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Cowardice in Battle



 
 
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  #1  
Old July 3rd 03, 02:53 AM
ArtKramr
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Default Cowardice in Battle


"....... I'm going to die today......".

"I'm going to die today," he said. We had just left the briefing tent and Lt.
Jones (not his real name) walked along with me. His comment came as a shock.
"No you're not," I said. He shook his head in despair and choked out " I have a
wife and a kid and I'm know I'm going to die today and the war is almost over.
I'm not going to fly". I grabbed him by the arm hard. " Look, if you refuse to
fly you'll go to Leavenworth for 20 years. Then what will you wife and kid do?
Besides, today will probably be a milk run and you'll come back fine". I didn't
quite believe it, but I said it anyway. Now one of the 6x6's that takes crews
to the flight line pulled up. I pushed Jones toward it and boosted him in. He
flew the mission. The mission wasn't quite a milk run but we had no losses and
all came back fine. Jones never spoke to me again. Any time we met he would
avoid eye contact. If I were in the officers club he would either leave or sit
as far away as possible with his back to me. I guess he was just too
embarrassed about what he revealed. That incident only took two or three
minutes at the most. And I haven't thought about it since that day, until a
recent incident brought it to mind. I was always glad that I could help him
through a bad time. I wonder how Jones feels about that moment when he thinks
about it today?
--------------------------------------------------------------------------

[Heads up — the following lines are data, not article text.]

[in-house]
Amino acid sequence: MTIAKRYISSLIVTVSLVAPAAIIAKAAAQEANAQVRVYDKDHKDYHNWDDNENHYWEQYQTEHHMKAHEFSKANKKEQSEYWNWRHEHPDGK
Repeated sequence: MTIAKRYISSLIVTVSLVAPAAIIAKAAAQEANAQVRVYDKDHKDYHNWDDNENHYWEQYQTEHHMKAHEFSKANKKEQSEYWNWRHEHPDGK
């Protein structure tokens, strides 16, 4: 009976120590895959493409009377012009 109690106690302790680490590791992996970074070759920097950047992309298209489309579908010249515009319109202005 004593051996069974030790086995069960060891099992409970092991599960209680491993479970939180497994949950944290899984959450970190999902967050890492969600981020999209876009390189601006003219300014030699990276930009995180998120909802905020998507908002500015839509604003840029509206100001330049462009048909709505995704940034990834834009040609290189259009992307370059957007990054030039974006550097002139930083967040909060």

------

Arthur Kramer
Visit my WW II B-26 website at:
http://www.coastcomp.com/artkramer

Ads
  #2  
Old July 3rd 03, 04:36 AM
Matthew G. Saroff
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Default

(ArtKramr) wrote:


"....... I'm going to die today......".

"I'm going to die today," he said. We had just left the briefing tent and Lt.
Jones (not his real name) walked along with me. His comment came as a shock.
"No you're not," I said. He shook his head in despair and choked out " I have a
wife and a kid and I'm know I'm going to die today and the war is almost over.
I'm not going to fly". I grabbed him by the arm hard. " Look, if you refuse to
fly you'll go to Leavenworth for 20 years. Then what will you wife and kid do?
Besides, today will probably be a milk run and you'll come back fine". I didn't
quite believe it, but I said it anyway. Now one of the 6x6's that takes crews
to the flight line pulled up. I pushed Jones toward it and boosted him in. He
flew the mission. The mission wasn't quite a milk run but we had no losses and
all came back fine. Jones never spoke to me again. Any time we met he would
avoid eye contact. If I were in the officers club he would either leave or sit
as far away as possible with his back to me. I guess he was just too
embarrassed about what he revealed. That incident only took two or three
minutes at the most. And I haven't thought about it since that day, until a
recent incident brought it to mind. I was always glad that I could help him
through a bad time. I wonder how Jones feels about that moment when he thinks
about it today?

I'm not a psychologist, but it sounds like some sort of
combat fatigue (Shell Shock). It happens, and there's nothing to
be ashamed of.
--
--Matthew Saroff
Rules to live by:
1) To thine own self be true
2) Don't let your mouth write no checks that your butt can't cash